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Updated 13 September 2021

What is a CT Scan? An Essential Patient Guide

Image of woman holding a CT scan in front of the CAT scan machine.

What is a CT scan?

A CT scan (also known as a CAT scan) is short for computed tomography. They are performed to help doctors and medical professionals identify any abnormalities in the region of interest. A CT scan machine will use x-ray and computer technology to create 3D images of the investigated area.

How long does a CT Scan Take?

Depending on the area and type of investigations requested by the doctor, scans can take anywhere between 10-20 minutes [1]. However, the total procedure can take anywhere between 30-60 minutes (when accounting for set-up and preparation) [2].   

What is a CT Scan used for?

Doctors will typically refer to CT scans for diagnosing, monitoring and helping guide treatment for specific conditions and injuries. Examples of why a CT scan may be ordered include:
  • Looking for tumours, blood clots and infections. 
  • Determining the presence of fractures in bones
  • Assessing for any injuries after any trauma or accidents (e.g. sports collisions, car accidents, etc.)
  • Investigating any abnormalities in major organs, such as the brain, lungs and kidneys
  • Planning for future medical treatments and investigations (e.g. biopsies, surgery, etc.)
  • Monitoring the effectiveness of medical treatments (e.g. chemotherapy, radiotherapy, etc.)

What does a CT scan show?

Compared to plain x-rays, CT scans provide a more detailed assessment of the body by highlighting structures, such as bone, soft tissue (e.g. muscle, blood vessels etc.), organs and abnormalities (e.g. cancer, tumours, etc.). Areas and reasons that doctors commonly use CT scans to investigate include [3]:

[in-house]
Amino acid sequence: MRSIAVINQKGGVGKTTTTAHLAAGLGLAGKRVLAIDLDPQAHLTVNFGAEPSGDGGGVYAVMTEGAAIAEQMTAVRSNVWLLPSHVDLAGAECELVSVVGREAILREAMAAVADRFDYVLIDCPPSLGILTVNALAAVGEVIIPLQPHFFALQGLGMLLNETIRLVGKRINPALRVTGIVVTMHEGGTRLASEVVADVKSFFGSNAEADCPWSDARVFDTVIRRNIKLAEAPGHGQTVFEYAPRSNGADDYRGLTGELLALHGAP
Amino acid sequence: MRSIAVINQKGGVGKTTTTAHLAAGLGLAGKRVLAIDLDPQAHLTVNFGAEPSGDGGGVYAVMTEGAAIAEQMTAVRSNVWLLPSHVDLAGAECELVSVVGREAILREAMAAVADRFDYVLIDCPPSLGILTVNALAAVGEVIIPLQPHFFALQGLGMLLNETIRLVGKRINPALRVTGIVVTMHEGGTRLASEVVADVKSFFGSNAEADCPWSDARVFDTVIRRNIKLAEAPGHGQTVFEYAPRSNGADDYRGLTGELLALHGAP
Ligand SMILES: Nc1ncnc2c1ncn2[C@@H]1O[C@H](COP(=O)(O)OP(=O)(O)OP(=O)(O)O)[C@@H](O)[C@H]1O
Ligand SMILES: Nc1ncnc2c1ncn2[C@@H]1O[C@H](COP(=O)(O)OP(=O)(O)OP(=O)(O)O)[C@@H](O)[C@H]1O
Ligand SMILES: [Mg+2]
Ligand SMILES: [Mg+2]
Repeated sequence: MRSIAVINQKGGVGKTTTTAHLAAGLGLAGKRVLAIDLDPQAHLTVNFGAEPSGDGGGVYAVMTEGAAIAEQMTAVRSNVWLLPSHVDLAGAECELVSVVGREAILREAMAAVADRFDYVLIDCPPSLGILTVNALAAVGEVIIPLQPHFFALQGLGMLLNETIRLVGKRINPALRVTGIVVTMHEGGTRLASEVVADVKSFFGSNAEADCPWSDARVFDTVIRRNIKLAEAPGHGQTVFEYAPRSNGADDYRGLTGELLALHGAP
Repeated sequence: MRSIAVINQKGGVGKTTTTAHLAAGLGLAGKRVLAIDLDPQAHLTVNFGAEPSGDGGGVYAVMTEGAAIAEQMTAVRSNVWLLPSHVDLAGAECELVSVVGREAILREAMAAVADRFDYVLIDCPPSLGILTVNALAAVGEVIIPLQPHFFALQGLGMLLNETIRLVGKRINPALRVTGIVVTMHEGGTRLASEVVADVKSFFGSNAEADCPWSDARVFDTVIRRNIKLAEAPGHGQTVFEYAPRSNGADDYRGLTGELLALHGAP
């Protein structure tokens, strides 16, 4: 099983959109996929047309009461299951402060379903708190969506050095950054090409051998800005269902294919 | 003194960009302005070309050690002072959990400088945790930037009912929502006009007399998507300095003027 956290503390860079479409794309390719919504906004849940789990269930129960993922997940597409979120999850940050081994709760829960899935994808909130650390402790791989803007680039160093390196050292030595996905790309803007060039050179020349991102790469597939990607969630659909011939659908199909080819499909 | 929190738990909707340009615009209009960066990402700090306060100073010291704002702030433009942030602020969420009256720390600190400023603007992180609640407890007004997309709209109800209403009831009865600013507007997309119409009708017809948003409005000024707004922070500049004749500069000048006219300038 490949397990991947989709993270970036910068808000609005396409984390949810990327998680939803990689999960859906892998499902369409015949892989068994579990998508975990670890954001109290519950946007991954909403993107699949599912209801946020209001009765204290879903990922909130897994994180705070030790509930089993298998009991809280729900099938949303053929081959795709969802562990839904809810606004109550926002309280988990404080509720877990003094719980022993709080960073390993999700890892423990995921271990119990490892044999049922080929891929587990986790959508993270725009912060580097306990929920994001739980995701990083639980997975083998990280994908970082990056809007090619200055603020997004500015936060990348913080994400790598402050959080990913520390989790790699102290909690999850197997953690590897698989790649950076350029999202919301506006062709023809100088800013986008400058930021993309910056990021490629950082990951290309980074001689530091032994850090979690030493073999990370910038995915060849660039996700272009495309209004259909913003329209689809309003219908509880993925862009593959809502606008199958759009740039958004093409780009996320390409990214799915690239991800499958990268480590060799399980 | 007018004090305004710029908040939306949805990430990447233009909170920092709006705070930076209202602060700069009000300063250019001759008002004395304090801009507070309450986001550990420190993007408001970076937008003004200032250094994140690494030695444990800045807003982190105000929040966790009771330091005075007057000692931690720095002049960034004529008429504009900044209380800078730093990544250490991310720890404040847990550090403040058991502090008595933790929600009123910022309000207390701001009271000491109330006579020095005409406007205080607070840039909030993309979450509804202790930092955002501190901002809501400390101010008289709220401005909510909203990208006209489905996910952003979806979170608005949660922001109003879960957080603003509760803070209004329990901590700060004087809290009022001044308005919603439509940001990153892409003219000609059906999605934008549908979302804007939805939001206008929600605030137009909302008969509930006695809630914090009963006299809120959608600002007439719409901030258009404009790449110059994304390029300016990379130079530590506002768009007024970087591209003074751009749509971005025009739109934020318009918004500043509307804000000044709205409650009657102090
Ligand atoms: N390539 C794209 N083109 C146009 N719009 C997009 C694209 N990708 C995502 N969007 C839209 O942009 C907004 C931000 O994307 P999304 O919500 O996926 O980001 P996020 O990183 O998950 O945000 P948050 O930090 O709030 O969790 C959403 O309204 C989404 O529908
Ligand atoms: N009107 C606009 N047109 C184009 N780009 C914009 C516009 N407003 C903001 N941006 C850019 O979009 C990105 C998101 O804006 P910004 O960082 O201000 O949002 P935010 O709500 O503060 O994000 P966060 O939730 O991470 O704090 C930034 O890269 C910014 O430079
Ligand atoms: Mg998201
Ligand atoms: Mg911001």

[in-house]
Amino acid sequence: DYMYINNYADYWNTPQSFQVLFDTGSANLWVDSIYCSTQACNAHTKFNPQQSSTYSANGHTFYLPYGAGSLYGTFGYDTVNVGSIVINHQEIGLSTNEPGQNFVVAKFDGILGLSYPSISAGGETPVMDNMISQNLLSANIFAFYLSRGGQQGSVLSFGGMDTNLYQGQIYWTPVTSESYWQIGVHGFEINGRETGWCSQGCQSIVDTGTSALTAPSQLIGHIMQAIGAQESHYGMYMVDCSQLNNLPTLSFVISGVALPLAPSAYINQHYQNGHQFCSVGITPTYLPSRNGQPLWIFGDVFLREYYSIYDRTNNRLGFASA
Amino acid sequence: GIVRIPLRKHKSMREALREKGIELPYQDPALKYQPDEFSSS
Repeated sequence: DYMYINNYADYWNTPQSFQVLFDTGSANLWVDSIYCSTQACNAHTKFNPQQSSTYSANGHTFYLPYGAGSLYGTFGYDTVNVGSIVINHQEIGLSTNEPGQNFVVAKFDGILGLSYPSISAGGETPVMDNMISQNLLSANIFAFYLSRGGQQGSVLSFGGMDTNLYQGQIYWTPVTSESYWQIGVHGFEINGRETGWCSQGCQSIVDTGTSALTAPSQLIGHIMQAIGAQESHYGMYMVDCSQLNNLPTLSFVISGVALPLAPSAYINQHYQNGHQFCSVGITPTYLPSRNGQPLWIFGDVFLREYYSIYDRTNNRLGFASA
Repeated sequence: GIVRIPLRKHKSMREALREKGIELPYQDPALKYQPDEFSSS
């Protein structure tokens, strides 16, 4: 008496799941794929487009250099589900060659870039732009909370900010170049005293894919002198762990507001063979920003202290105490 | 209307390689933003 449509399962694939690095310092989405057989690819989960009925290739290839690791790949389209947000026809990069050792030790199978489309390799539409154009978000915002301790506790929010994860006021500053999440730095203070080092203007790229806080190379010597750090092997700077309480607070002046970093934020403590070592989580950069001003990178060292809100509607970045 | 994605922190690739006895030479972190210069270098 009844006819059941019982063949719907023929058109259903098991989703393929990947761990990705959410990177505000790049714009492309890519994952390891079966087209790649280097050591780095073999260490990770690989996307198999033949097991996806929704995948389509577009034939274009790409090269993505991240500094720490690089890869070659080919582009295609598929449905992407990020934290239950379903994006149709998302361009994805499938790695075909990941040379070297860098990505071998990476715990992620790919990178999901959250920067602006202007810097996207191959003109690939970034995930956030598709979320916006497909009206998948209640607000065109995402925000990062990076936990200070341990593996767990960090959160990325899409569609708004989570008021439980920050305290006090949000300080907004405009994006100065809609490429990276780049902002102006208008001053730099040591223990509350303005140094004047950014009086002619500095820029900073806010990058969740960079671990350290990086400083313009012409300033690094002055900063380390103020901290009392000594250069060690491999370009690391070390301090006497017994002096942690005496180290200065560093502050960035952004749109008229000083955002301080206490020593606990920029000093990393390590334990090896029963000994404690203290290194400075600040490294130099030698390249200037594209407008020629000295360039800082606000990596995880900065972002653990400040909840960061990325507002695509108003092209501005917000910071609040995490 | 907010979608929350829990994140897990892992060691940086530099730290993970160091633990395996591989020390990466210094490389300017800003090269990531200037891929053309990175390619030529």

• Back pain
    • Headaches
    • Sinusitis (i.e. inflammation of the sinuses)
    • Persistent abdominal pain and discomfort
    • Migraines
    • Neck pain and discomfort
    • Vertigo and dizziness
    • Assessing for risk of strokes in the future
    • Kidney pain and discomfort
 

How does a CT scan work?

As noted earlier, CT scans provide a more detailed 3D image of the area(s) being investigated. Compared to plain x-rays, CT scans can show different angles and snapshots of various structures, such as bones, soft tissue and blood vessels.  Numerous sections of the region are scanned and captured using x-rays. This is comparable to finely slicing an apple into many segments to see what’s occurring inside. Slices as thin as 1 millimetre [4] can be viewed through this type of investigation.  After processing the previous image, the next slice of the region will also be viewed and processed. When CT scans are developed, they can be shown as consecutive individual 2D images of these slices or combined into larger regions.   

CT Scan Risks

While CT scans are important investigations, they also come with some risks. One of the main risks is the radiation produced from the x-rays. They have been modified to ensure that the radiation produced is as little as possible. However, radiation does accumulate over time with multiple exposures. However, the benefits of CT scans outweigh most risks associated with it.   Other risks associated with CT scans include: 
      • Radiation exposure to unborn babies during pregnancy. 
      • Reactions to the contrast dye in those who have kidney problems. This should be brought up with your GP before undergoing a CT scan. 
      • Potential allergic reaction to the contrast dye. Any previous allergies to contrast, iodine, shellfish, or medications should be reported to your GP [5].